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Silent Interview
DonnaStringer,ExecutiveDiversityServices,Inc.
Seattle,Washington,USA
Purposeandlearningobjectives
To introduce training participants to one another
To examine stereotypes and first impressions
To examine what cultural assumptions people make on first meeting
Targetaudience
This is a good icebreaker for a diversity awareness class where participants do not know one
another well. It has worked in several international groups with up to 13 national populations
represented and is especially useful for making the point that stereotypes are based on visual
differences.
Time
60 minutes with a group of 30 or less. Use with larger groups is not recommended because
the reporting and introductions step becomes tedious if too many are in the group. It is ideal
for groups of 20 or less.
Materials
Handout 1, “Silent Interview: Process,” for each participant
Handout 2, “Interview Questions,” for each participant
Procedure
1. Pair individual participants with others whom they don’t know or whom they know least
well.
2. Tell participants that they have 10 minutes to complete the silent interview process about
their partner. There is to be no talking during this time.
3. Stress that it is okay to look at your partner during this exercise, even if you might not
normally do such a thing, and that it is okay to make guesses and to be wrong.
4. When 10 minutes are up, ask the partners to share their answers with one another and
obtain the accurate information.
50ActivitiesforAchievingCulturalCompetency
32
5. Have each person introduce her or his partner to the whole group and share information
about one thing they learned from the verbal interviews that took them by surprise.
6. Ask for their observations about this process. What was easy and why? What was difficult
and why?
You may modify the questions to address the cultural or cross-cultural issues of greatest
interest or concern among participants.
Debrief
Guide the debrief in the direction of these important conclusions:
1. First impressions, which we all have, are usually colored by our own feelings and values.
Because of this, our first impressions are sometimes wrong.
2. Being asked to share those first impressions is uncomfortable because we are aware that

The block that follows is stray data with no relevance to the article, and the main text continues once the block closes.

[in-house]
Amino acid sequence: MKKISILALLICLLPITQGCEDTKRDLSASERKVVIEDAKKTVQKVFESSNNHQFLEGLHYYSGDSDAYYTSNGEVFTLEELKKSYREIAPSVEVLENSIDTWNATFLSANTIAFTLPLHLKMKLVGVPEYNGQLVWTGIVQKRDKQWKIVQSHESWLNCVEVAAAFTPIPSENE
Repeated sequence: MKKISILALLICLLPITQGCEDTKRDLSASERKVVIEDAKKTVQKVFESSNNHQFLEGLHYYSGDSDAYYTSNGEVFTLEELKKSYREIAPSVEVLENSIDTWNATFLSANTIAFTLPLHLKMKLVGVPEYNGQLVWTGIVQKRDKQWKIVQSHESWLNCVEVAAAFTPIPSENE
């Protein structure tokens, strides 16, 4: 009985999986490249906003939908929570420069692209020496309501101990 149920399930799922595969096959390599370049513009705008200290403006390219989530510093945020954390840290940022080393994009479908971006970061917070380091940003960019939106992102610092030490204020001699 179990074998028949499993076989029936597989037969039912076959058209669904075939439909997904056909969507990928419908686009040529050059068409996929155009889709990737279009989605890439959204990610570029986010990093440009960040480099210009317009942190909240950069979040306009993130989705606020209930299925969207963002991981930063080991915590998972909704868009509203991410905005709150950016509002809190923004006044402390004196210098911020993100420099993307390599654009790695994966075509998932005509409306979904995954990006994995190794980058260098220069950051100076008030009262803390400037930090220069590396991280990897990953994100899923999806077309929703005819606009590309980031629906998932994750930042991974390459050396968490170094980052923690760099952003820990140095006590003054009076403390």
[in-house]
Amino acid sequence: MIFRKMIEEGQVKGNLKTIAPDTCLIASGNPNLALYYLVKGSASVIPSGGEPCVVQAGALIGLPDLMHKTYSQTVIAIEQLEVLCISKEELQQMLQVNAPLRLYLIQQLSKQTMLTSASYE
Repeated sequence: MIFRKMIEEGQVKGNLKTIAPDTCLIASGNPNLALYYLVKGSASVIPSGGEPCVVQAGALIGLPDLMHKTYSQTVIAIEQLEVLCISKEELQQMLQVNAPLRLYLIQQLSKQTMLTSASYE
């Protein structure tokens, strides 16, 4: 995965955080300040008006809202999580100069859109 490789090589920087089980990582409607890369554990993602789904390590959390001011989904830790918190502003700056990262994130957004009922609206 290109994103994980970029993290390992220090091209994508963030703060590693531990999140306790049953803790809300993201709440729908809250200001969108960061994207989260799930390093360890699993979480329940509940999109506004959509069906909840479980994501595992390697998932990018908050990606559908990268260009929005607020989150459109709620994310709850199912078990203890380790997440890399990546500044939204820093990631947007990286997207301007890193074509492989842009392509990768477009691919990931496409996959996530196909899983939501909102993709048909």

they might be based on stereotypes and consequently be inaccurate.
3. Knowing that others are judging us is an uncomfortable feeling.
4. Our first impressions can be even more inaccurate if we are unable to ask for and receive
feedback.
5. Some people are uncomfortable being the first to speak because their culture considers
this impolite. For others, it might not be uncomfortable at all.
6. Assumptions are based on previous experience, as are the categories we use to assess one
another.
7. We often miss important clues.
SilentInterview
Reproducedfrom50ActivitiesforAchievingCulturalCompetence,byJonamayLambert,
SelmaMyers,andGeorgeSimons,editors.Amherst,MA:HRDPress,2000,2008
[Handout1]
Silent Interview: Process
Instructions:
Pair up with the person in this room with whom you are least familiar.
First 10 minutes:
Conduct a silent interview with your partner.
NO TALKING!
Answer the questions on Handout 2, “Interview Questions,” by looking
at your partner and responding as you believe your partner would, if she
or he could speak.
a) Write your answers for each question on the lines labeled “a)”.
Second 10 minutes:
b) Share your presumed responses with your partner. Ask for your
partner’s actual responses. Discuss how you arrived at your
assumptions. Write your partner’s own answers to each question
on the lines labeled “b)”.
Brief:
Back in the large group, introduce your partner by name and share the
most surprising discovery you made about her or him.
SilentInterview
Reproducedfrom50ActivitiesforAchievingCulturalCompetence,byJonamayLambert,
SelmaMyers,andGeorgeSimons,editors.Amherst,MA:HRDPress,2000,2008
[Handout2]
Interview Questions
1. What is this person’s ethnic or national group?
a)
b)
2. Where did this person grow up? Describe the neighborhood and the geography.
a)
b)
3. What does this person do in his or her spare time?
a)
b)
4. What would be the ideal gift for this person?
a)
b)
5. What kind of school or educational institution did this person attend?
a)
b)
6. Describe this person’s current neighborhood: rural, suburban, or core city; busy or quiet; sin-
gle home or apartment; etc.
a)
b)

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